Does haste inevitably make waste?

As regards to decision-making, accuracy stress and speed stress make the brain work differently. Hence decisions in haste may be different from deliberated decisions

Broken watchBen Franklin famously pronounced, "Take time for all things: great haste makes great waste." The researchers at Vanderbilt University investigated this noted dictum that we all encounter on a daily basis. So does our brain make more mistakes when we act quickly?

Till date, conducting experiments on humans have led to ambiguous results. To derive a accurate conclusion, the researchers at Vanderbilt University developed a method for teaching monkeys to switch back and forth between fast and accurate decision.The task involved picking out a target from an array of objects presented on a computer screen. In one experimental condition, monkeys learned that only accurate responses would be rewarded. In another condition, they learned that making some mistakes was okay, as long as the decisions were fast. Meanwhile, the researchers monitored signals from single neurons in their prefrontal cortex – the area in the brain dedicated to higher cognition.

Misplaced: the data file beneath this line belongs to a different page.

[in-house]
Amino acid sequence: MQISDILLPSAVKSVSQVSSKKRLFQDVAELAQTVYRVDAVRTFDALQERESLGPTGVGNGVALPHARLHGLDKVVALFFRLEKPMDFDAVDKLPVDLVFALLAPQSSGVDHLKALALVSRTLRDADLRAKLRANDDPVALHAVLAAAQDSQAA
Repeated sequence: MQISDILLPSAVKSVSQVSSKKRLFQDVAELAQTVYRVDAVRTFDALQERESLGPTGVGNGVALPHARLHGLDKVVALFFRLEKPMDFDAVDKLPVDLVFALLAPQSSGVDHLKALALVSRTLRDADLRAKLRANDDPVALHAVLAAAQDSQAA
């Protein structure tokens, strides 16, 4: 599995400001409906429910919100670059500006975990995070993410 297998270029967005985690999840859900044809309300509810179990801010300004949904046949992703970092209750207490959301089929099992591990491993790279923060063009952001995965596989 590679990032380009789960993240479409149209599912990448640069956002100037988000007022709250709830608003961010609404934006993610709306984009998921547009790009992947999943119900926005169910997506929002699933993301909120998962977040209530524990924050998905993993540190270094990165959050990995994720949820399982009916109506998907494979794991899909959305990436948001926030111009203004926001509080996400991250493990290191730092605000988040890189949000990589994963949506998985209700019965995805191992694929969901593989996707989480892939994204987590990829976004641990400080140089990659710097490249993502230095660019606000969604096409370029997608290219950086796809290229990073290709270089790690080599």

During the high-speed decision making activity, the activity of the prefrontal cortex neurons increases where as during an activity that requires the decision to be accurate the activity of the prefrontal cortex neurons decreases.

The observation defies everything we thought we knew about decision-making. Identical information presented to the brain is analysed differently under speed stress than under accuracy stress. It goes against the previous belief that the brain uses the same basic method to make both deliberate and rapid decisions.

For example, people with certain types of brain damage seem to get stuck in a hasty, impulsive mode of deciding, and the results provide some indication for how this might happen mechanically in the brain.

So, does haste inevitably make waste? It all depends, the scientists claim. Haste makes waste when a mistake entails dire consequences. But there are many situations in life when the cost of not acting is higher than making an error in judgement. For example, if the decision is whether or not to shut down a nuclear reactor in the presence of a potential meltdown, you should prefer haste.

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